According to the report, in 2018, Nigerians spent about N3.7tn on the purchase and operation of the generating sets.
Nigeria loses between N7tn and N10tn annually to unreliable electricity supply, the report said, adding that this was about five to seven percent of the Gross Domestic Product of the nation.
It said Nigeria had about 12,500 MW of installed capacity, dominated by natural gas, 88 percent, with hydro making up the rest.
It noted that in 2020, over 51 percent of this capacity was not available due to maintenance and repair work.
Only an average of just 4,087 MW was available for generation out of the 6,158 MW, because of both insufficient gas supply, transmission and distribution constraints, and the inability of DISCOs to purchase power, it added.
Installed capacity functioned at 33 percent in 2020. Of the 4,087MW of generation capacity that was available, only 32,181-gigawatt hours (GWh) of electricity was generated and sent to the DISCOS.
The report said seven percent was lost in transmission, leaving the DISCOS with 30,000 GWh, three percent above the benchmark.
World Bank said distribution network losses were also quite high: The Discos delivered only 75 percent of the electricity they received, losing 7,656 GWh to poor infrastructure and theft. Thirty-two percent of electricity was lost during transmission and distribution.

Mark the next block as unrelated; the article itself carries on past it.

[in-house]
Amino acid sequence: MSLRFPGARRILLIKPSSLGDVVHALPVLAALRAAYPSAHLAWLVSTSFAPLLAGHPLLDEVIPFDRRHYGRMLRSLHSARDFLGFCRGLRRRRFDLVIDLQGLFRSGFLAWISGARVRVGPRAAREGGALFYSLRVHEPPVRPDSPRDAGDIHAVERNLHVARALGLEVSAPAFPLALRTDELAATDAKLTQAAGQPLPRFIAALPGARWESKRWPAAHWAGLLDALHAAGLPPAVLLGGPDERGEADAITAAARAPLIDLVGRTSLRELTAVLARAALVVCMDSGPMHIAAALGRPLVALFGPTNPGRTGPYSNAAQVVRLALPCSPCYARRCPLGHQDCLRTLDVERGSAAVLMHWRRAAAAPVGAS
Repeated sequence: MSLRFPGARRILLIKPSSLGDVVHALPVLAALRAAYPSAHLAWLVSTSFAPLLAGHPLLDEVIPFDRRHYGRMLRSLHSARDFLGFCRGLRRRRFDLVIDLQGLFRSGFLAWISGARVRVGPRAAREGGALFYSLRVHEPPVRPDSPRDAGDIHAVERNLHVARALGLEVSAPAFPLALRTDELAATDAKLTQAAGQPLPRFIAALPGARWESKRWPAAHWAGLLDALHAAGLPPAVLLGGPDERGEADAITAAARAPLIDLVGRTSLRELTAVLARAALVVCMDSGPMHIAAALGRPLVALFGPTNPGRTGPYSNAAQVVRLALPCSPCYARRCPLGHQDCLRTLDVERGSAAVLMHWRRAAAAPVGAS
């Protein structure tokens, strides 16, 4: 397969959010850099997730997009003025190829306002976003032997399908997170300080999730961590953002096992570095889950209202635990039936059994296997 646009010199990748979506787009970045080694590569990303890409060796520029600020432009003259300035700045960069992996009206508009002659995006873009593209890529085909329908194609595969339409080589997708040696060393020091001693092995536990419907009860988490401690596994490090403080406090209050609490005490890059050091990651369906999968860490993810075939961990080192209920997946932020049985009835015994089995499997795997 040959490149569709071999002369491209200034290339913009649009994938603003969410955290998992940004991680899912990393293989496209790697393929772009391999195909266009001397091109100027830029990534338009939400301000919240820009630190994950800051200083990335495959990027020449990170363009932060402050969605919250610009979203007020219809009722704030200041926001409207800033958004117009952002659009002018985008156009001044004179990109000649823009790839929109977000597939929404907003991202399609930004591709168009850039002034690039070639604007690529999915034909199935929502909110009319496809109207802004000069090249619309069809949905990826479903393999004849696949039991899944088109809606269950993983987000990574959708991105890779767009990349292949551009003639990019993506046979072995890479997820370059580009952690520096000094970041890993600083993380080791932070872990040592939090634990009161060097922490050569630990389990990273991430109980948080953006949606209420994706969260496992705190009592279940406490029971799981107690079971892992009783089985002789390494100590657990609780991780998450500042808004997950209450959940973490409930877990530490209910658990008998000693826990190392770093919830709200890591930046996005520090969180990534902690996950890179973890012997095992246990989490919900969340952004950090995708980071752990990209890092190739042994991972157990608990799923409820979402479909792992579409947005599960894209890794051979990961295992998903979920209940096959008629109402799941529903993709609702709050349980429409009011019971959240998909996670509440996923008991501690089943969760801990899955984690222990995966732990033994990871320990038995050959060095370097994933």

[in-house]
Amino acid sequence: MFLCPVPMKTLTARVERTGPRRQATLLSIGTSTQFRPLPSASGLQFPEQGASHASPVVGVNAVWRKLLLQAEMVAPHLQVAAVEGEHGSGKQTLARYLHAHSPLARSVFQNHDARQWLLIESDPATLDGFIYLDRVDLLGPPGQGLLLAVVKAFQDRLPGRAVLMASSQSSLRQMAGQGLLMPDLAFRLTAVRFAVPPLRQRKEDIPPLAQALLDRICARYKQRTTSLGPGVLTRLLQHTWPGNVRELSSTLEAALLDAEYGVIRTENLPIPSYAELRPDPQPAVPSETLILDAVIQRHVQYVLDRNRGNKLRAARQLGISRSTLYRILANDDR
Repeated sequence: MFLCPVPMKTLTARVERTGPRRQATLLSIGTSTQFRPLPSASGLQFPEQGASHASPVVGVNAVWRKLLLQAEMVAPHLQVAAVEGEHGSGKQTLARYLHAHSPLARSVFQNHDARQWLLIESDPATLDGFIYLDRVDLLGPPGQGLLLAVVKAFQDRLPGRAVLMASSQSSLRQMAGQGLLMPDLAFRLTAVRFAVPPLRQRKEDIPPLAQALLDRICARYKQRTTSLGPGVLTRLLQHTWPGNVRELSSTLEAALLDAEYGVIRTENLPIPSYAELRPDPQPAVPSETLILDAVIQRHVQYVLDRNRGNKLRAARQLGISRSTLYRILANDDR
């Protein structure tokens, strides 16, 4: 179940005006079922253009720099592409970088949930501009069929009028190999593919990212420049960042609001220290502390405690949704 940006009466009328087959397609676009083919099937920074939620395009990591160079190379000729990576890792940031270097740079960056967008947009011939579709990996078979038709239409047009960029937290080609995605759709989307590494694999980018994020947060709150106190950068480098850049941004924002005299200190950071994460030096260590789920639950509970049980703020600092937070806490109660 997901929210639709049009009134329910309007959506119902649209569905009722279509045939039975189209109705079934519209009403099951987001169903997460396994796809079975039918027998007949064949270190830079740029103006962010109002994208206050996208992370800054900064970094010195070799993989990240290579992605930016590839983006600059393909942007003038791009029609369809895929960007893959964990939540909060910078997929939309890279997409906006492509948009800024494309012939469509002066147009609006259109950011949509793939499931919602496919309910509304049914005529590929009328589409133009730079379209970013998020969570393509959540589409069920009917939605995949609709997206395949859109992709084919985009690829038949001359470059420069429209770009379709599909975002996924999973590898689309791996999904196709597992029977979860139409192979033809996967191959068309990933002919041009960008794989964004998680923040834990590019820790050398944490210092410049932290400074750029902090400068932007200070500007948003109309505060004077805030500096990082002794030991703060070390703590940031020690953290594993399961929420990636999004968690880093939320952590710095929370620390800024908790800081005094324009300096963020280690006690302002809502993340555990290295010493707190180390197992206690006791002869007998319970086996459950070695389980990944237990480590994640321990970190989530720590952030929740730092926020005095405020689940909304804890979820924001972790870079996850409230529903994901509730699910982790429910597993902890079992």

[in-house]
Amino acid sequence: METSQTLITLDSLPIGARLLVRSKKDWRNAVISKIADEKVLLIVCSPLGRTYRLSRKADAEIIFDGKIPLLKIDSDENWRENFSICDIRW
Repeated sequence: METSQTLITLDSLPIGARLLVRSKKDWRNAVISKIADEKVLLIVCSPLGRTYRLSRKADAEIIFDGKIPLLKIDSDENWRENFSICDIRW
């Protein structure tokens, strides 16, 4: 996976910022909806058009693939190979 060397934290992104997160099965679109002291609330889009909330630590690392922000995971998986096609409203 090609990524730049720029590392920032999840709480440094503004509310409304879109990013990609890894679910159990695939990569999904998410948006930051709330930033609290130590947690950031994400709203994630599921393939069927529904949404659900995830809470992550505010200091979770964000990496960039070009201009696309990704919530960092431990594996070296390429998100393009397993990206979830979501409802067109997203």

In 2020, Discos billed 22,163 GWh of electricity to their customers (60 percent of whom were not metered). Ideally, this should have generated N816bn in revenue for the DISCOs, but they were only able to collect N542bn as revenue, the report said.
The FG launched an N23tn Nigerian Economic Sustainability Plan to assuage the effect of the COVID-19 pandemic on the economy in July 2020, the report recalled.
The bank said the economic recovery was only possible when there was access to electricity, leading to a sufficient power supply, and a financially viable power sector.
According to the World Bank, Nigeria needs to connect 500,000 to 800,000 households every year to achieve universal access to electricity by 2030.
It said the government has to show real commitment to start turning around the power sector by taking the critical actions it set out in its Power Sector Recovery Programme more seriously.
It said, “The FGN has targeted reducing new tariff shortfalls from N502bn in 2020 to less than N300bn in 2021 in its PSRP Financing Plan as it moves the power sector towards full cost recovery and a fair electricity pricing policy – the transition to service-based tariff and the increased payment.
“Nigeria is a critical member of the West Africa Power Pool, the regional market launched in 2018, which can significantly improve the electricity supply not just in Nigeria but throughout all of West Africa.
“By the mid-2020s, it is expected that all 14 countries in the WAPP will be interconnected; efforts are already underway to increase the capacity of the network and to reinforce it in order to increase domestic supply and accrue the benefits of regional trade,” the World Bank added.